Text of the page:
WHERE IS GRANITE, IOWA?

Mark Joenks
January/February 1992
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R.R. Greenville, Iowa 51343

Where is Granite, Iowa? While looking at an Iowa map, place a finger where Iowa, Minnesota, and South Dakota meet, then it will be touching Granite.

The Granite Threshing Bee is held where the town of Granite was located. Granite was once a small railroad town, but today only a few houses remain. Since 1985, Granite has been resurrected for one weekend a year. The threshing bee makes the town live again as a place to gather and make fascinating new acquaintances.

July 13, 1991How to get the engine to the show?

Normally held during the third weekend in July, the 1991 Granite Threshing Bee began sooner than usual. The Saturday before the show, Dick Burd and his family transported friends and guests fifteen miles from their home northwest of Canton, South Dakota to Granite, Iowa. This was accomplished by pulling benches on racks with an 18 HP Avery under-mounted steam engine. The endeavor began about 9:00 a.m. and ended around 6:00 p.m. The engine didn't go alone on the trip. Besides all 35 passengers, there was a support crew waiting every few miles with reinforcements of water and coal. Other helpers shuttled passengers to the procession and back to their cars. Around noon, lunch was catered by a Sioux Falls grocery store.

After the trip, everyone believed that they had had a terrific time. Since the event was so enjoyable, it brings to mind a question. Will there be a second annual Great Granite Steam Drive? According to rumor, the answer seems positive.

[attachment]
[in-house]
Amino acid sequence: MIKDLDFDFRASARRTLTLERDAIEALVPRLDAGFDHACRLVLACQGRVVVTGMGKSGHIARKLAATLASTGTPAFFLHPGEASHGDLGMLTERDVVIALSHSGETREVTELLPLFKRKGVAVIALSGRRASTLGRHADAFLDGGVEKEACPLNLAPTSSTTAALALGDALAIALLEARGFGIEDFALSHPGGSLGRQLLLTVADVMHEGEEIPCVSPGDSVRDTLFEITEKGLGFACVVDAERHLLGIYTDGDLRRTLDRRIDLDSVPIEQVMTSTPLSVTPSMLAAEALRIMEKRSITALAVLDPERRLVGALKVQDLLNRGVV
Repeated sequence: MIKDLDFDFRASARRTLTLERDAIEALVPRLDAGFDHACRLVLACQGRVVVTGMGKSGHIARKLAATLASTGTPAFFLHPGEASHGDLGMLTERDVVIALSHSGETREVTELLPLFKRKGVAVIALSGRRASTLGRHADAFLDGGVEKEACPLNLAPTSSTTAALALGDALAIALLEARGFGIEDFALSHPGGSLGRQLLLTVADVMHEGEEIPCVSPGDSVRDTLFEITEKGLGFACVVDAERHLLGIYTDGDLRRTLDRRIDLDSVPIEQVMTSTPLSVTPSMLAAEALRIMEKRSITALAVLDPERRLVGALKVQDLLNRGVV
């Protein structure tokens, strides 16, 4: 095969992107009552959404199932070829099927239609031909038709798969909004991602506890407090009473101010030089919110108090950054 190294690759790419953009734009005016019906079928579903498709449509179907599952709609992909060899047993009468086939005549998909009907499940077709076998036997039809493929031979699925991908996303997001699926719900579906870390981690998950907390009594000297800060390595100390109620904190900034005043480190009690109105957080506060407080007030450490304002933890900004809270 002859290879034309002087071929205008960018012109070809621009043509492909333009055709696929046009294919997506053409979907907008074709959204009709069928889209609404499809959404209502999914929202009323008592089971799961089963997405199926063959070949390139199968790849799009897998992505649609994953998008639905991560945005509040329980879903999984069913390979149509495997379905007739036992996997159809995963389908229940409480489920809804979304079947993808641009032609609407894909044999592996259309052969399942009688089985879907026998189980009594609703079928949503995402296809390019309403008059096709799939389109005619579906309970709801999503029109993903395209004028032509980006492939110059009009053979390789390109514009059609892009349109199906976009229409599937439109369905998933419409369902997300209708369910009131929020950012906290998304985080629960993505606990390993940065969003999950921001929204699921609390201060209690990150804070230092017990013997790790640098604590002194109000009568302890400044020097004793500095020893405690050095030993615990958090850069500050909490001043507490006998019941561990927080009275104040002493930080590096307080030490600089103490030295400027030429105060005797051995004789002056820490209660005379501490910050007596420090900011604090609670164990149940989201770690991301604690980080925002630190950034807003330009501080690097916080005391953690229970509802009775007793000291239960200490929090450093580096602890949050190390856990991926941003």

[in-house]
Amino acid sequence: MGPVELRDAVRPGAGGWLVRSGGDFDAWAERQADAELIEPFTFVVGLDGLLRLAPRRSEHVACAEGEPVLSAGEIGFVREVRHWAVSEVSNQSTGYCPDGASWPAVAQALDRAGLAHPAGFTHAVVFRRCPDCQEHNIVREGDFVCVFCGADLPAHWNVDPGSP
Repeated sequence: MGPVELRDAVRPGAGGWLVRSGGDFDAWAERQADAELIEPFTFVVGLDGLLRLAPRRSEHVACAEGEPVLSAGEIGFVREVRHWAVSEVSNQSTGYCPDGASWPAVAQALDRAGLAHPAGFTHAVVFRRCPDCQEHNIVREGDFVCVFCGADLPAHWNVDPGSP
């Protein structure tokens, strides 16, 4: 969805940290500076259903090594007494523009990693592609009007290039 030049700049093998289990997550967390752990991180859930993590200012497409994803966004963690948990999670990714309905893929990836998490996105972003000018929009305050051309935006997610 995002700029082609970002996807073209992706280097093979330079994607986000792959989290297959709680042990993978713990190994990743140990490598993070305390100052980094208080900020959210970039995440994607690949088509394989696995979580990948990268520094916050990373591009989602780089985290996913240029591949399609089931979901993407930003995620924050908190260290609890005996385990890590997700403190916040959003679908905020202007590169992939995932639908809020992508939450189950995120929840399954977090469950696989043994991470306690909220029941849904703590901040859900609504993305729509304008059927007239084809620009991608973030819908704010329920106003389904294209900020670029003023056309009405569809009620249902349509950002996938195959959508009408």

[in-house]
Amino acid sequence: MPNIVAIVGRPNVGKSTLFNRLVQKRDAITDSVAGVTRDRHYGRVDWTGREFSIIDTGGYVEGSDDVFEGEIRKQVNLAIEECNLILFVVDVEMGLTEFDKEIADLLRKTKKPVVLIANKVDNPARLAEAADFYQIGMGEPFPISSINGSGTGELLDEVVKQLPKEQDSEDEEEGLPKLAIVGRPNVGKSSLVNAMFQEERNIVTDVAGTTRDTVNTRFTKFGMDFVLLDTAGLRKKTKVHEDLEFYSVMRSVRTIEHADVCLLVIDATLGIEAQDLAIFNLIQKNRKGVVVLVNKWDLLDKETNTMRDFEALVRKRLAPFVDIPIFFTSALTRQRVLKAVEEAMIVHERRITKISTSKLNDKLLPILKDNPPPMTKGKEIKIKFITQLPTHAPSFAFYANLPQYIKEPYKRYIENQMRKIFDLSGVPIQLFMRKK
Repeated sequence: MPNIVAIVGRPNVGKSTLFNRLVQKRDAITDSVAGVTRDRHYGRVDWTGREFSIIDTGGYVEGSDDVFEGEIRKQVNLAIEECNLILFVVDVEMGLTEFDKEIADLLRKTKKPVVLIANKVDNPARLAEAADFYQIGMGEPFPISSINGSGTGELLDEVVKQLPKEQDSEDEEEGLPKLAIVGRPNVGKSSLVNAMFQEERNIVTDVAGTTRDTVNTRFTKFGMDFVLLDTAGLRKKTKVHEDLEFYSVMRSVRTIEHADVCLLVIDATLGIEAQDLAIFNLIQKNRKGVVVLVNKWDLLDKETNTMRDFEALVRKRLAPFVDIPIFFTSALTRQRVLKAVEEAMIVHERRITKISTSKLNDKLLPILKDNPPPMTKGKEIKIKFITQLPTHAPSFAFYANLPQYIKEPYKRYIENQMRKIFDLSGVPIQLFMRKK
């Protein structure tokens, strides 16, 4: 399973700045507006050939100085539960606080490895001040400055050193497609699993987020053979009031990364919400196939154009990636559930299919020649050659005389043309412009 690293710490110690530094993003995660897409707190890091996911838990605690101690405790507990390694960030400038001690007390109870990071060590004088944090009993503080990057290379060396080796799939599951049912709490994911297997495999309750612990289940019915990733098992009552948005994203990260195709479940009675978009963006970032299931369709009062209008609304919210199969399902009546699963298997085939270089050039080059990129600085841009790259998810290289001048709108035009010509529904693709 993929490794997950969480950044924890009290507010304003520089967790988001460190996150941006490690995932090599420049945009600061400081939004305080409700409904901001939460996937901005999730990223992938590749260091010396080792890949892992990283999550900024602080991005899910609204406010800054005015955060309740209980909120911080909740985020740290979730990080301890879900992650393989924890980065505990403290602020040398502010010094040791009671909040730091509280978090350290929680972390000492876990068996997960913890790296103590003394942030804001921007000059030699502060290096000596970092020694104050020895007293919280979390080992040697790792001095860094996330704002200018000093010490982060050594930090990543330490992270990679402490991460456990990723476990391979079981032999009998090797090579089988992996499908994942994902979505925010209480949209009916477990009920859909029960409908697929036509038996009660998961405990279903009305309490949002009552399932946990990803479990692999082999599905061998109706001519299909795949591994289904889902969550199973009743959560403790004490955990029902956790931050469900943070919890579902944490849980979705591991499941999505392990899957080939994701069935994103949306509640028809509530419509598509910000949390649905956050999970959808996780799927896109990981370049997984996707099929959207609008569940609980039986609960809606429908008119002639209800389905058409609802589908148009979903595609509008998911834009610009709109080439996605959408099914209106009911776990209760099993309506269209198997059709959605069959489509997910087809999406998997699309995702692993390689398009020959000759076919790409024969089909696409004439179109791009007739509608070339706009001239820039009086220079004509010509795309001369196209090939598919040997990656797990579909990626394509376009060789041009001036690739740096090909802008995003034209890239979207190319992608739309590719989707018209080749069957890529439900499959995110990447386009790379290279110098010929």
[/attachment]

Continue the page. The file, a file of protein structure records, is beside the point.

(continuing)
July 20-21, 1991The Granite Threshing Bee.

The show began with the singing of the National Anthem. Going west down Granite's Main Street, brought into sight the information booth and the announcer's stand next to the Opera House. Further along were the refreshments and ice cream booths. To the south was the flea market. To the north of Main Street was the big tent where the spectators could escape the July sun. Beyond the tent were the exhibitors.

There was a wide variety of exhibits at the show. Granite was graced with the area John Deere Two Cylinder Club. On the north side of the tent was a torn apart Ford Model 'T'. The car lay in pieces until eleven o'clock, when its assembly began. Then at 11:07, the car was finished, started, and driven. There were other antique car and tractor exhibits. Also, a miniature farm was displayed. Gas engines were shown too. A half scale steam engine was there cutting wood for next year. Of course, the show wouldn't be complete without threshers and the big steam engine.

Saturday night, there was an RSVP dinner. Dick & Lee Burd were thanked for their steam trek by the presentation of special T-shirts. The shirts displayed a picture of an Avery engine with the caption, 'The Burds took me for a ride...to the Granite Threshing Bee.' Later, the guests were entertained by local singers. Sunday at the show was just as nice. The weather was hot but not as sweltering as the previous day.

The Granite show is probably the largest free-admission threshing bee in northwest Iowa or the surrounding areas. There isn't any reason to miss this festive even taudits, court dates, and weddings being exempted. Therefore, plan to attend the next Granite Threshing Bee.


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